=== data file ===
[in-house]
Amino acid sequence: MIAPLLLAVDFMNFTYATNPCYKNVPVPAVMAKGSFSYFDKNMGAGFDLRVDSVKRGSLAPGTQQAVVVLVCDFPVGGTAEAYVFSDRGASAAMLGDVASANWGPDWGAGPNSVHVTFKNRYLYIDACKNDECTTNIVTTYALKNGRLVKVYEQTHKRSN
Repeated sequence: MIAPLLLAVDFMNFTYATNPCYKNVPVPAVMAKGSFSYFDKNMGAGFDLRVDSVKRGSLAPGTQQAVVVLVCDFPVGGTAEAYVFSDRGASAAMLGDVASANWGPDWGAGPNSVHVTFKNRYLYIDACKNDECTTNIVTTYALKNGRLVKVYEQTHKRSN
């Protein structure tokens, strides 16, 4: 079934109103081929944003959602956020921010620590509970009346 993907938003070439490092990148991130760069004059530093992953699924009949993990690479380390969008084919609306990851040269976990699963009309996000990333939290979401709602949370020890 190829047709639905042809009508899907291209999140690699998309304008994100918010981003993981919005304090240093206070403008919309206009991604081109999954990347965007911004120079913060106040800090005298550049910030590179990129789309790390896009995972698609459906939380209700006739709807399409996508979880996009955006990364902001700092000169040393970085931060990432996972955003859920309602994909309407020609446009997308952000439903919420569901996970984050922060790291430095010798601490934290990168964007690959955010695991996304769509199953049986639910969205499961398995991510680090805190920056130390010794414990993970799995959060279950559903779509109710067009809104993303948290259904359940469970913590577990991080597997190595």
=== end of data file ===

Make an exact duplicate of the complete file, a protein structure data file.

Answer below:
[in-house]
Amino acid sequence: MIAPLLLAVDFMNFTYATNPCYKNVPVPAVMAKGSFSYFDKNMGAGFDLRVDSVKRGSLAPGTQQAVVVLVCDFPVGGTAEAYVFSDRGASAAMLGDVASANWGPDWGAGPNSVHVTFKNRYLYIDACKNDECTTNIVTTYALKNGRLVKVYEQTHKRSN
Repeated sequence: MIAPLLLAVDFMNFTYATNPCYKNVPVPAVMAKGSFSYFDKNMGAGFDLRVDSVKRGSLAPGTQQAVVVLVCDFPVGGTAEAYVFSDRGASAAMLGDVASANWGPDWGAGPNSVHVTFKNRYLYIDACKNDECTTNIVTTYALKNGRLVKVYEQTHKRSN
């Protein structure tokens, strides 16, 4: 079934109103081929944003959602956020921010620590509970009346 993907938003070439490092990148991130760069004059530093992953699924009949993990690479380390969008084919609306990851040269976990699963009309996000990333939290979401709602949370020890 190829047709639905042809009508899907291209999140690699998309304008994100918010981003993981919005304090240093206070403008919309206009991604081109999954990347965007911004120079913060106040800090005298550049910030590179990129789309790390896009995972698609459906939380209700006739709807399409996508979880996009955006990364902001700092000169040393970085931060990432996972955003859920309602994909309407020609446009997308952000439903919420569901996970984050922060790291430095010798601490934290990168964007690959955010695991996304769509199953049986639910969205499961398995991510680090805190920056130390010794414990993970799995959060279950559903779509109710067009809104993303948290259904359940469970913590577990991080597997190595």